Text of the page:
Putin's proposal puzzles Germany
One of the central issues discussed by Russian President Vladimir Putin and German Chancellor Angela Merkel during their spontaneous talks near Berlin on August 18 was the Syrian conflict. The refugee problem is Angela Merkel's real headache, and her government's inability to formulate clear responses to the migration challenge comes at a high price for the Chancellor in the domestic political arena.
Vladimir Putin, being quite well aware of the difficult situation in which Merkel got herself, decided to use the situation in Russia's interests and try to attract German capital to the restoration of the destroyed Middle Eastern country. "This is potentially a huge burden for Europe, that's why we have to do everything to get these people [refugees] back home," Putin said at a meeting with the chancellor.
According to all recent polls, the rating of the party headed by Angela Merkel, Christian Democratic Union (CDU), fell below 30% for the first time in history. It came to the point that the issue of refugees caused discord between the CDU and its much more conservative Bavarian "sister party" CSU. Against this background, the Alternative for Germany far-right party, which has won a significant support of the population, already gained 16%, after almost overtaking the CDU-CSU coalition partners, which set a new anti-record, the Social Democratic Party of Germany (SPD) (16.5-17%). As can be seen, the gap between the SPD and AfD is within the margin of error. In such circumstances, Merkel's teamis not able to continue its vague migration policy.
As Deutschlandfunk points out, more and more Syrian refugees are returning to the destroyed regions of Syria, which are not directly affected by fighting, and the issue of the restoration of the SAR becomes even more urgent today.
The German Social Democratic Party's foreign policy speaker Nils Schmidt commented on Putin's proposal to join European and Russian efforts in rebuilding Syria as follows: "The good thing is that we have a common interest with Russia. We want Syria to be a stable and unified state, and we do not want the collapse of this country, as it happened in Iraq or Libya. Russians understand that they are on their way to victory, but they also realize the fact that the long-term political decision and Syria's economic reconstruction can not be achieved without the support of the West, in particular the EU. Syria is an EU neighbor, economic and political ties with the EU have always been important for Syria, including in the future. Thus, Russia will do everything necessary to end the political isolation of Syria and the regime of Bashar Assad. " As conditions for German aid to Syria, Nils Schmidt mentioned the holding of free elections in the country and the investigation of committed war crimes under the auspices of the United Nations.
Guido Steinberg, a German political scientist from the Stiftung für Wissenschaft und Politik (SWP), which advises the German government, is not so positive about Putin's idea. "Its implementation will depend on reciprocal concessions which the Russians are willing to make, in particular, on the issue of Syria's new political order," the expert notes. The political scientist considers that achieving Russia's consent to the conditions voiced by Nils Schmidt is unrealistic. "The Russians spent billions in this war, losing their people, to support Bashar Assad. Any political reorganization of Syria, free elections will pose a threat to this regime. I think that the maximum the German government may agree, and which can to expect, is a formal political reorganization that would provide an external picture of changes and reforms, but would change nothing inside the country. Assad understands that if he weakens the grip, he will be quickly removed from power, he will lose it - so we should have no illusions. And it's a big question whether we should invest billions in such a situation," Steinberg believes.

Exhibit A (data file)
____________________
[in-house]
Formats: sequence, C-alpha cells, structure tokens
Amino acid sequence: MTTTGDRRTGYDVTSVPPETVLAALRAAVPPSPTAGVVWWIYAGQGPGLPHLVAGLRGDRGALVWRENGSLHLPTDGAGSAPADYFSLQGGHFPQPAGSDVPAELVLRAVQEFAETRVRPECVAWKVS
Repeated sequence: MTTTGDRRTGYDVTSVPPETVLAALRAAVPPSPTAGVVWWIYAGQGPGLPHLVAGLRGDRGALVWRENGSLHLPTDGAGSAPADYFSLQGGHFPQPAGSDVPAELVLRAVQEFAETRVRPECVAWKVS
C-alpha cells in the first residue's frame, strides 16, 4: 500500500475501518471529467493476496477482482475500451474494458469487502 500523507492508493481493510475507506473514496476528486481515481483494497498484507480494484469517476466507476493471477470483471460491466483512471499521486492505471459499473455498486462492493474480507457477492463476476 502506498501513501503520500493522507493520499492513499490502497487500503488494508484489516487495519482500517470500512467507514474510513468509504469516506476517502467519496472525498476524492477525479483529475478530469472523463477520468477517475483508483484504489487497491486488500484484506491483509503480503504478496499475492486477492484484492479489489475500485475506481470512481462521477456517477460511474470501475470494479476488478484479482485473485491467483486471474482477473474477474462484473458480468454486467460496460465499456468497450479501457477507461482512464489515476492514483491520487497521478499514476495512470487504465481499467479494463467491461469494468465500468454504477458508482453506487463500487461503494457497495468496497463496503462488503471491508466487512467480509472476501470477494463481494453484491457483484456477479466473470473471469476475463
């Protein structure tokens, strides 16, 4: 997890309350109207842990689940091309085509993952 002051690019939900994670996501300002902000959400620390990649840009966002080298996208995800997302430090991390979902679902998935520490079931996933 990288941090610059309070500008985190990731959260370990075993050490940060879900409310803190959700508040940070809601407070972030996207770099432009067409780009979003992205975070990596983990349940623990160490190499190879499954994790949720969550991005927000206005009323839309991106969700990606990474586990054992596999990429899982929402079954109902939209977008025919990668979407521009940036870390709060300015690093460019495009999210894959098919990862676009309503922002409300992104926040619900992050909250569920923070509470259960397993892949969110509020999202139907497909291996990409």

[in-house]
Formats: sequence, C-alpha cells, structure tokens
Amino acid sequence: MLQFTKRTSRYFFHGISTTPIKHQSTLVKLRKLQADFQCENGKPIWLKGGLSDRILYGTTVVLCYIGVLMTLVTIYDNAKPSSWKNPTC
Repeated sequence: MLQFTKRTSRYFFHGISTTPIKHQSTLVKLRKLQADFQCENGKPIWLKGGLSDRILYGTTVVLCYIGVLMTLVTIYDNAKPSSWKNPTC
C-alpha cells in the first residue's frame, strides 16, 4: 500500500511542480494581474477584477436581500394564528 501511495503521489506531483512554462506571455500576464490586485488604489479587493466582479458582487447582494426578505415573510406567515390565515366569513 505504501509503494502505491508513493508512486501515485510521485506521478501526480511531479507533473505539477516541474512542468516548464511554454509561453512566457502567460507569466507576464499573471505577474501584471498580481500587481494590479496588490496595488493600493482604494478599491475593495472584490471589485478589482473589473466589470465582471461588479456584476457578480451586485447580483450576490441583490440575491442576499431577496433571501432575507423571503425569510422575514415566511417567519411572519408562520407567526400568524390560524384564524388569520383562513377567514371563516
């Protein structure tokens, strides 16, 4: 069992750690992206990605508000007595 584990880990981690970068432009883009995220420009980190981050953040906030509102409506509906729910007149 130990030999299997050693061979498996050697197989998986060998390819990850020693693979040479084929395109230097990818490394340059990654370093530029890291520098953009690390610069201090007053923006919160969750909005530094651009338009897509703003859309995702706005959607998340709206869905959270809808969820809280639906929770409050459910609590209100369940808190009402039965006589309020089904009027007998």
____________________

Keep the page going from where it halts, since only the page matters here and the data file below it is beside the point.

At the same time, the analyst admits that the German authorities are in a vulnerable position now. "The government does not like to say it out loud, but, of course, everyone in Germany understands that reducing the number of refugees has become one of the most important goals of government policy in the Middle East and North Africa. The biggest problem is that the majority of refugees came to Europe from regions where insurgents were strong. And everything indicates that the Syrian government does not really want these people to come back. I fear that we should not expect a massive return of refugees from Germany to Syria, even if we really help to restore the Syrian Arab Republic. The Syrian government does not want these people, as they pose a risk to the security of the regime," Steinberg notes.
In general, according to the SWP analyst, currently Germany and Europe have weak negotiating positions in key international security issues. "Without support from the U.S., Europe is a weak player. And we will see it again in the negotiations with Putin, and probably with Erdogan next month. Europe is not a player in Syria. Without the Americans, Europeans have no military and very limited foreign policy weight. We see it in Syria, we see it in Iran and Ukraine. And the talks will change nothing here. Europeans should revise the fundamental issues to make changes," the expert concluded.